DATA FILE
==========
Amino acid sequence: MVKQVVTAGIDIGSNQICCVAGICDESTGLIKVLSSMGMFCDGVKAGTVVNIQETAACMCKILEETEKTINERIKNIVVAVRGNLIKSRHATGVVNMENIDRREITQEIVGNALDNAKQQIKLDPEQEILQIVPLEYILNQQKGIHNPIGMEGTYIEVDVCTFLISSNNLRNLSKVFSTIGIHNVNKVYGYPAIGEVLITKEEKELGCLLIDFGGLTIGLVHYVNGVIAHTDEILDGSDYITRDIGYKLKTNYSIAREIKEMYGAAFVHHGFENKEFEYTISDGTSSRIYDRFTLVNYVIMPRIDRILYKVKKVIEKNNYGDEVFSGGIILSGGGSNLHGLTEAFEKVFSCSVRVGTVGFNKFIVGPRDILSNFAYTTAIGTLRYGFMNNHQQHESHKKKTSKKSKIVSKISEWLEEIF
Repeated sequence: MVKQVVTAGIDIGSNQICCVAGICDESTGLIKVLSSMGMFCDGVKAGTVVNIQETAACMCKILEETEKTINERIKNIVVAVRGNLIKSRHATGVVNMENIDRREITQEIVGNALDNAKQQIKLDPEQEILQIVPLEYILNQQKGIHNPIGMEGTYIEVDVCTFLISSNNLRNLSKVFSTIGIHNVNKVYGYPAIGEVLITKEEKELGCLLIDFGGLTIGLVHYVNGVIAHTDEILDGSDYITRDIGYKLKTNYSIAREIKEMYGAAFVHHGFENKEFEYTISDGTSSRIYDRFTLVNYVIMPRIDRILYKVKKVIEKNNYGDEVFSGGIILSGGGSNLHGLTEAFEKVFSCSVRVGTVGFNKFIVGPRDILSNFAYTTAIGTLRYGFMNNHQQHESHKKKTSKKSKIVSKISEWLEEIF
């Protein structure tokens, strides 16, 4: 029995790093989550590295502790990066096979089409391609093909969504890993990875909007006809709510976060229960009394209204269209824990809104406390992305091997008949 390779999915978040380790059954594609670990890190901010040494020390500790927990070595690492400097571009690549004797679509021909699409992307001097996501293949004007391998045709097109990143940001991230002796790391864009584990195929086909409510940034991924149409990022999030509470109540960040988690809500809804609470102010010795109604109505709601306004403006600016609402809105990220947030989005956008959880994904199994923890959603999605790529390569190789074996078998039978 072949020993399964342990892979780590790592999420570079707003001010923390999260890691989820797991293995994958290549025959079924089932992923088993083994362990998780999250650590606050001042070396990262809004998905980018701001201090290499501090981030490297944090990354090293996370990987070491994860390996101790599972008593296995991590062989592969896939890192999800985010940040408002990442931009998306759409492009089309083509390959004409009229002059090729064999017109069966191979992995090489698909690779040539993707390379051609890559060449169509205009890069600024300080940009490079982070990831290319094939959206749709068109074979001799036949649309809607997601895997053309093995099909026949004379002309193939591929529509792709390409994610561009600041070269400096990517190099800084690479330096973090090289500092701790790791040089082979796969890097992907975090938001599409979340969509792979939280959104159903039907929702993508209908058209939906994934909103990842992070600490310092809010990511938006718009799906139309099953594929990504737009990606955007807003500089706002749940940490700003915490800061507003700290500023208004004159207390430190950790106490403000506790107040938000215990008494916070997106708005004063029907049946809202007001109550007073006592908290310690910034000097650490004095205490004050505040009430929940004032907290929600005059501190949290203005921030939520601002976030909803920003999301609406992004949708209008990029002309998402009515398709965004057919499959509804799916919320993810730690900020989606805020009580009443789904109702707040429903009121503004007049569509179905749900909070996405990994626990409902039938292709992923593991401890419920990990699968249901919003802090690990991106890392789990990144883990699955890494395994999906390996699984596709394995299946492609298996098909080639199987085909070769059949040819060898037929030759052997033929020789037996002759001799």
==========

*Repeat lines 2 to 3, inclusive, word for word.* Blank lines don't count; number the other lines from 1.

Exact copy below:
Repeated sequence: MVKQVVTAGIDIGSNQICCVAGICDESTGLIKVLSSMGMFCDGVKAGTVVNIQETAACMCKILEETEKTINERIKNIVVAVRGNLIKSRHATGVVNMENIDRREITQEIVGNALDNAKQQIKLDPEQEILQIVPLEYILNQQKGIHNPIGMEGTYIEVDVCTFLISSNNLRNLSKVFSTIGIHNVNKVYGYPAIGEVLITKEEKELGCLLIDFGGLTIGLVHYVNGVIAHTDEILDGSDYITRDIGYKLKTNYSIAREIKEMYGAAFVHHGFENKEFEYTISDGTSSRIYDRFTLVNYVIMPRIDRILYKVKKVIEKNNYGDEVFSGGIILSGGGSNLHGLTEAFEKVFSCSVRVGTVGFNKFIVGPRDILSNFAYTTAIGTLRYGFMNNHQQHESHKKKTSKKSKIVSKISEWLEEIF
């Protein structure tokens, strides 16, 4: 029995790093989550590295502790990066096979089409391609093909969504890993990875909007006809709510976060229960009394209204269209824990809104406390992305091997008949 390779999915978040380790059954594609670990890190901010040494020390500790927990070595690492400097571009690549004797679509021909699409992307001097996501293949004007391998045709097109990143940001991230002796790391864009584990195929086909409510940034991924149409990022999030509470109540960040988690809500809804609470102010010795109604109505709601306004403006600016609402809105990220947030989005956008959880994904199994923890959603999605790529390569190789074996078998039978 072949020993399964342990892979780590790592999420570079707003001010923390999260890691989820797991293995994958290549025959079924089932992923088993083994362990998780999250650590606050001042070396990262809004998905980018701001201090290499501090981030490297944090990354090293996370990987070491994860390996101790599972008593296995991590062989592969896939890192999800985010940040408002990442931009998306759409492009089309083509390959004409009229002059090729064999017109069966191979992995090489698909690779040539993707390379051609890559060449169509205009890069600024300080940009490079982070990831290319094939959206749709068109074979001799036949649309809607997601895997053309093995099909026949004379002309193939591929529509792709390409994610561009600041070269400096990517190099800084690479330096973090090289500092701790790791040089082979796969890097992907975090938001599409979340969509792979939280959104159903039907929702993508209908058209939906994934909103990842992070600490310092809010990511938006718009799906139309099953594929990504737009990606955007807003500089706002749940940490700003915490800061507003700290500023208004004159207390430190950790106490403000506790107040938000215990008494916070997106708005004063029907049946809202007001109550007073006592908290310690910034000097650490004095205490004050505040009430929940004032907290929600005059501190949290203005921030939520601002976030909803920003999301609406992004949708209008990029002309998402009515398709965004057919499959509804799916919320993810730690900020989606805020009580009443789904109702707040429903009121503004007049569509179905749900909070996405990994626990409902039938292709992923593991401890419920990990699968249901919003802090690990991106890392789990990144883990699955890494395994999906390996699984596709394995299946492609298996098909080639199987085909070769059949040819060898037929030759052997033929020789037996002759001799």